IBD: Crohn's Disease

November is IBD Awareness Month

Étiquettes :

Inflammatory Bowel Disease (IBD) represents a group of intestinal disorders that cause inflammation (redness and swelling) and ulceration (sores) of the small and large intestines. The two most common disorders are called Crohn’s disease and ulcerative colitis.

These disorders are sometimes called invisible illnesses because their symptoms are difficult for others to see. Awareness is the first step to understanding, so below, we have outlined what it’s like for someone to live with IBD. It’s important to note that Crohn’s disease and ulcerative colitis can affect each person differently. Below are the most common signs and symptoms of Crohn’s disease and ulcerative colitis.

What causes IBD?

The exact cause of IBD is unknown. However, it is believed to be due to a combination of factors, including a person’s genes (inherited traits) and triggers in the environment. This interaction of genetic and environmental factors activates an abnormal response of the body’s immune system.

Normally, the immune system protects the body from infection. In people with ulcerative colitis, however, the immune system can mistake microbes (such as bacteria that are normally found in the intestines), food, and other material in the intestines, as invading substances.

When this happens, the body launches an attack, sending white blood cells into the lining of the intestines where they cause inflammation and ulcerations.

If you have just been diagnosed, it’s important to know that you are not alone. Canada has one of the highest incidences and prevalence rates of IBD in the world with more than 200,000 Canadians living with the disease.

This awareness month, CDHF needs your help to support our IBD nurses.

Nurses are an integral part of the health-care system. Not only do they deliver outstanding care and support to patients and their families, they also advocate on their behalf every single day. They work to make sure their patients receive the best possible care and are committed to improving the quality of care that will be available in the future. 

The specially trained IBD nurse understands the pathogenesis and presentation of IBD, has up-to-date knowledge of treatment options, appreciates the role of nutrition in IBD management and can draw on this knowledge to formulate and discuss treatment plans with patients. The IBD nurse specialist represents a valuable component of the multidisciplinary care team yet these specialists are currently scarce in Canada, 88 currently documented.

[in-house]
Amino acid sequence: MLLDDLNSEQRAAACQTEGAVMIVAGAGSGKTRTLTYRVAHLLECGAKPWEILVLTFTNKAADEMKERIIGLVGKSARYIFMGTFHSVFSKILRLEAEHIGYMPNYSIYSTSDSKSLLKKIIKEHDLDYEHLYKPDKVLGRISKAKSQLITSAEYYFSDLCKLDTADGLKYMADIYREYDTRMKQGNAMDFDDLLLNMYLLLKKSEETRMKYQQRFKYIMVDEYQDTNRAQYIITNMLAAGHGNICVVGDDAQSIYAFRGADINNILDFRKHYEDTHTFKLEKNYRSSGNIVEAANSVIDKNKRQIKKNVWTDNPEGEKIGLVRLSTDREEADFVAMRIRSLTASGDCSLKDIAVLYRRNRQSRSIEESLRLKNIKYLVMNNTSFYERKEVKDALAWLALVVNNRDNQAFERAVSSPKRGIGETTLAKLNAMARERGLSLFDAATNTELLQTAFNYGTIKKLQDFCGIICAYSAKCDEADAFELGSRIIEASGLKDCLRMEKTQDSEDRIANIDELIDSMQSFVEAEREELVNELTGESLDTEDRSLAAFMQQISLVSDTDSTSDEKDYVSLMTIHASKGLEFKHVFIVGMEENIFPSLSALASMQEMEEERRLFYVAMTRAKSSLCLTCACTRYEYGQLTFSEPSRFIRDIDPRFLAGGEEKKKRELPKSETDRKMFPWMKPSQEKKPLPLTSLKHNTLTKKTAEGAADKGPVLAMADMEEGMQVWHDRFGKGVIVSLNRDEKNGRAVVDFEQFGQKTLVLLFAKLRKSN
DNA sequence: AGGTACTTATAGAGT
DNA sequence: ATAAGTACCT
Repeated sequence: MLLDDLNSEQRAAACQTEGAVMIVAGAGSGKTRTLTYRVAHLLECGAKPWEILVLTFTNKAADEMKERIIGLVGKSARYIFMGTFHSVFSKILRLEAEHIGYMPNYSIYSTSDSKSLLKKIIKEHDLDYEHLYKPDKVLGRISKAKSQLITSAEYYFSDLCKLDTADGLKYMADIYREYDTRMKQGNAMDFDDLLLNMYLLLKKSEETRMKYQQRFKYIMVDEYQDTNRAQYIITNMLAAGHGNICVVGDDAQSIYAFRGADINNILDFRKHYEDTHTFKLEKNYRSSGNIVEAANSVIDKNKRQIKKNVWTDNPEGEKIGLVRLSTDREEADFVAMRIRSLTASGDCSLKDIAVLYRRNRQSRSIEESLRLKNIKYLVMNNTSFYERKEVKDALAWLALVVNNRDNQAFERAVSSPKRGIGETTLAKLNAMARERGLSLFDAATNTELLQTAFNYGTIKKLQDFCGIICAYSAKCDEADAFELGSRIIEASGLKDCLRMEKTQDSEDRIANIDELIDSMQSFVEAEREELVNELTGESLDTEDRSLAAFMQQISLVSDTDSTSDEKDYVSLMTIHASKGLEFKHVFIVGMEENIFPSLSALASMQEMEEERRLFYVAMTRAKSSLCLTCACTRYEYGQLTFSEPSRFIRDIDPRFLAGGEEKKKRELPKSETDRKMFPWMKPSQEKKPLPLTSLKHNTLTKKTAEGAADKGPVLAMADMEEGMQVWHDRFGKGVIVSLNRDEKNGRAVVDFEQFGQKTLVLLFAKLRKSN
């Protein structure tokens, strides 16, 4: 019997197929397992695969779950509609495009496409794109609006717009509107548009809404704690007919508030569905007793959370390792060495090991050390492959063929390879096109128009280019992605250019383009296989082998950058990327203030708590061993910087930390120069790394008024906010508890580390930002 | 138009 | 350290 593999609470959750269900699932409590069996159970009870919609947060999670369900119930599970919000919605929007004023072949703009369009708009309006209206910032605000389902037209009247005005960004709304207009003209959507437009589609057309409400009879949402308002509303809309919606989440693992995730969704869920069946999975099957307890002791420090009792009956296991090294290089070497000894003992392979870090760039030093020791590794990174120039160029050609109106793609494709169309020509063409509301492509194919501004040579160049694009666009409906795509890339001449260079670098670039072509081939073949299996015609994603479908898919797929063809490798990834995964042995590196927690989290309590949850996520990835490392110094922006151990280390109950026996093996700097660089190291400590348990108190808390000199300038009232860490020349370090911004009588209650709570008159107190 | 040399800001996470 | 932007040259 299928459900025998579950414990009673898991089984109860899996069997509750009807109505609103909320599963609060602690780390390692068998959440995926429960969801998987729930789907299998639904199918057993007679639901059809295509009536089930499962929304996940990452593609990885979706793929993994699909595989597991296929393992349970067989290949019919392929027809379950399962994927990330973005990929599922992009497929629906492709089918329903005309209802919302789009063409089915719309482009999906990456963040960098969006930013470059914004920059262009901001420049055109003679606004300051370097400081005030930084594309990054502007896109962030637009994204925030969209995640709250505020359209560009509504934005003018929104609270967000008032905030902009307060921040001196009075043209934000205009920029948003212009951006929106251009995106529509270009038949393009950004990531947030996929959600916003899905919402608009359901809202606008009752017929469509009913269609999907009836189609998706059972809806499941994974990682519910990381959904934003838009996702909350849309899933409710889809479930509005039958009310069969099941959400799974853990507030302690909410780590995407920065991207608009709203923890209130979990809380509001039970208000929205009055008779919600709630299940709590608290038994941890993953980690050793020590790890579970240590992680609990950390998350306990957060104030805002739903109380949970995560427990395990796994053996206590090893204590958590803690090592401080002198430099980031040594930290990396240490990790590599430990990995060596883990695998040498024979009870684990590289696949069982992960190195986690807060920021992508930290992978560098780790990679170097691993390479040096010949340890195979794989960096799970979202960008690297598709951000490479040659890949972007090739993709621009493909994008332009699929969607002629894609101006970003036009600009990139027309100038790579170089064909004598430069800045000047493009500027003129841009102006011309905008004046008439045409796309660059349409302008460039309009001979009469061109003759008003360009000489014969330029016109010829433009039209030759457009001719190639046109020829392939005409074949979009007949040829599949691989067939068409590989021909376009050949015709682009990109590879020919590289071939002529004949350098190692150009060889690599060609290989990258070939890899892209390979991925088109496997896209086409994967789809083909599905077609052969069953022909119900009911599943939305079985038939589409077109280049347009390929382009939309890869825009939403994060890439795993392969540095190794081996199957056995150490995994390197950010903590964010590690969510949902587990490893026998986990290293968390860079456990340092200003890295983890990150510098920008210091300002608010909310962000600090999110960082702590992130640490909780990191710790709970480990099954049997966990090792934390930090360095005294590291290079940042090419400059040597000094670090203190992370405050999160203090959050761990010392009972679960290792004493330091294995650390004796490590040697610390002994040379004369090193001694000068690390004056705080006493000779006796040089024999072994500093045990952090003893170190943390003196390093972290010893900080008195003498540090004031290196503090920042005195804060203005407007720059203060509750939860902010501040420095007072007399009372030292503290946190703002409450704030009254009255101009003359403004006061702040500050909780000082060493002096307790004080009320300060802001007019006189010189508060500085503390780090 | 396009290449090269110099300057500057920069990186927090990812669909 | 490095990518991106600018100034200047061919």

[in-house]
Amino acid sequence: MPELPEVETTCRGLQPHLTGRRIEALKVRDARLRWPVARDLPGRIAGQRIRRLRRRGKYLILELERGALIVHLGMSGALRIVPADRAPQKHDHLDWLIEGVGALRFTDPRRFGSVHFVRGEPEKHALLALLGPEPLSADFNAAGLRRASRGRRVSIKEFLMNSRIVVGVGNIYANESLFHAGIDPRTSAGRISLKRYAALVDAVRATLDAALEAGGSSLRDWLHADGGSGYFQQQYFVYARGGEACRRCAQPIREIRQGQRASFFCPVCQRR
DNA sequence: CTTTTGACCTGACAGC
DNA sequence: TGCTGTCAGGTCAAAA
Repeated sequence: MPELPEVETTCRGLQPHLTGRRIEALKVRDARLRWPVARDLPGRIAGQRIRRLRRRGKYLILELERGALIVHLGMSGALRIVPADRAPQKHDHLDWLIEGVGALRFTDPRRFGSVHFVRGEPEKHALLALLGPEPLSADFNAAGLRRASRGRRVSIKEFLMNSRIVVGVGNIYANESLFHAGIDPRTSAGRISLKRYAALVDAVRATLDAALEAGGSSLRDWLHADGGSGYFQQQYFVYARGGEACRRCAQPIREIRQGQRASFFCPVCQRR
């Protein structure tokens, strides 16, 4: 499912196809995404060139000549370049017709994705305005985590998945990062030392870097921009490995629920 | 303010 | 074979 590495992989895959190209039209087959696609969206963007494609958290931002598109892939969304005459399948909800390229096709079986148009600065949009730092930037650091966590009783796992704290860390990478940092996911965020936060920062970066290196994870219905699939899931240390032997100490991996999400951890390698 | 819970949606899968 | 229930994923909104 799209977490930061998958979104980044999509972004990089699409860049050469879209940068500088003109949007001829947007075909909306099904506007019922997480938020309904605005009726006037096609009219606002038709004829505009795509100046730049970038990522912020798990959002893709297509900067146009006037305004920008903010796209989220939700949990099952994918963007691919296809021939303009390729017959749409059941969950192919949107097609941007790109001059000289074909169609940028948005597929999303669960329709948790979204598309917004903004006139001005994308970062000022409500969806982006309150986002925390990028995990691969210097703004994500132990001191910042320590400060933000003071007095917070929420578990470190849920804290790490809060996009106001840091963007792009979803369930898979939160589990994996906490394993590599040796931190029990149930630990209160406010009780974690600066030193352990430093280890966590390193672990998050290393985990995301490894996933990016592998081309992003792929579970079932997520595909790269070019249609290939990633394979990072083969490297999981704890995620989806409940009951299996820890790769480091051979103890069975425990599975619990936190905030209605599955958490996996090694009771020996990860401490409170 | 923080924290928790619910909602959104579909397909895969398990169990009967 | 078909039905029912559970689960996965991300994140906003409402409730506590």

The CDHF is currently conducting a study which will assess the depth of impact IBD nurses have on the health and quality of life of IBD patients and their caregivers. We seek to better understand the challenges IBD nurses face, the impacts of nurse-led research on patient care, cost savings they provide to provincial healthcare systems and identify opportunities to prioritize the recruitment of nurses into the field of IBD.

As front-liners in IBD care and with the rates of diagnosis continually rising, there has never been a more pressing time to provide evidence-based solutions and recommendations that will support the communities of people living with IBD in Canada. In highlighting the multi-layered value IBD nurses provide, from timely and equitable access to IBD services and care to patient advocacy, IBD nurses are the health champions we need to deliver best in class care and position Canada to be an international leader in the field. 

If you have IBD, care for someone with IBD, or are a nurse or gastroenterologist – please take our confidential survey for IBD Awareness Month.

Do you have Inflammatory Bowel Disease (IBD)?

Please take our Patient Survey

Duration: 10 minutes

Please help us by completing this confidential survey.

Are you a Caregiver of someone with Inflammatory Bowel Disease (IBD)?

Please take our Caregiver Survey

Duration: 10 minutes

Please help us by completing this confidential survey

Are you a Gastroenterologist?

Please take our GI Survey

Duration: 10 minutes

Please help us by completing this confidential survey

Are you an IBD Nurse?

Please take our Nurse Survey

Duration: 10 minutes

Please help us by completing this confidential survey

You can help those living with IBD enjoy a healthy, happy fulfilling life by learning more about the disease and encouraging others to do the same. Click the links below to learn more:

To donate IBD awareness initiatives please click below.